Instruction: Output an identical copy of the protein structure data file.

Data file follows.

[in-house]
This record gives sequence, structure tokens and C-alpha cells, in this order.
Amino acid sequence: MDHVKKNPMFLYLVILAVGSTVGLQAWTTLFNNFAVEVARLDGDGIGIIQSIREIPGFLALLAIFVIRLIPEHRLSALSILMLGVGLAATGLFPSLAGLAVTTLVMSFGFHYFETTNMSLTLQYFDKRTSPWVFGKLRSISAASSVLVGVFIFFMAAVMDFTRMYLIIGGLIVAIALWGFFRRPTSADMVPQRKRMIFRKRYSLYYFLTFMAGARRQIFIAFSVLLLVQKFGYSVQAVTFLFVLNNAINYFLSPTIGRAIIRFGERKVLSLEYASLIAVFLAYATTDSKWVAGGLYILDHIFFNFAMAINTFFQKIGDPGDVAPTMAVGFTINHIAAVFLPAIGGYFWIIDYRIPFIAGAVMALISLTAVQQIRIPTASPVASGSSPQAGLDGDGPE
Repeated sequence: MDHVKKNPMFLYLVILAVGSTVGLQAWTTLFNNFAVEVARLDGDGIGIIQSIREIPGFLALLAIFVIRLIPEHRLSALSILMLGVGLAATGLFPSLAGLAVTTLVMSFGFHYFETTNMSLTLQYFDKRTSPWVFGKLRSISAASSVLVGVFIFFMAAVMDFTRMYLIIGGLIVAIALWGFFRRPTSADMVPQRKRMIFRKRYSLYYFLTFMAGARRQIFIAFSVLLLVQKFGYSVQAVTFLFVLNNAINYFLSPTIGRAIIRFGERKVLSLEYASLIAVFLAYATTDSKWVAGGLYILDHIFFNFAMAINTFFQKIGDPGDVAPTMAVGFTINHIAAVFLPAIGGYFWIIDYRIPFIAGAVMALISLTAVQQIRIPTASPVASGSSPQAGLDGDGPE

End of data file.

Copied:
[in-house]
This record gives sequence, structure tokens and C-alpha cells, in this order.
Amino acid sequence: MDHVKKNPMFLYLVILAVGSTVGLQAWTTLFNNFAVEVARLDGDGIGIIQSIREIPGFLALLAIFVIRLIPEHRLSALSILMLGVGLAATGLFPSLAGLAVTTLVMSFGFHYFETTNMSLTLQYFDKRTSPWVFGKLRSISAASSVLVGVFIFFMAAVMDFTRMYLIIGGLIVAIALWGFFRRPTSADMVPQRKRMIFRKRYSLYYFLTFMAGARRQIFIAFSVLLLVQKFGYSVQAVTFLFVLNNAINYFLSPTIGRAIIRFGERKVLSLEYASLIAVFLAYATTDSKWVAGGLYILDHIFFNFAMAINTFFQKIGDPGDVAPTMAVGFTINHIAAVFLPAIGGYFWIIDYRIPFIAGAVMALISLTAVQQIRIPTASPVASGSSPQAGLDGDGPE
Repeated sequence: MDHVKKNPMFLYLVILAVGSTVGLQAWTTLFNNFAVEVARLDGDGIGIIQSIREIPGFLALLAIFVIRLIPEHRLSALSILMLGVGLAATGLFPSLAGLAVTTLVMSFGFHYFETTNMSLTLQYFDKRTSPWVFGKLRSISAASSVLVGVFIFFMAAVMDFTRMYLIIGGLIVAIALWGFFRRPTSADMVPQRKRMIFRKRYSLYYFLTFMAGARRQIFIAFSVLLLVQKFGYSVQAVTFLFVLNNAINYFLSPTIGRAIIRFGERKVLSLEYASLIAVFLAYATTDSKWVAGGLYILDHIFFNFAMAINTFFQKIGDPGDVAPTMAVGFTINHIAAVFLPAIGGYFWIIDYRIPFIAGAVMALISLTAVQQIRIPTASPVASGSSPQAGLDGDGPE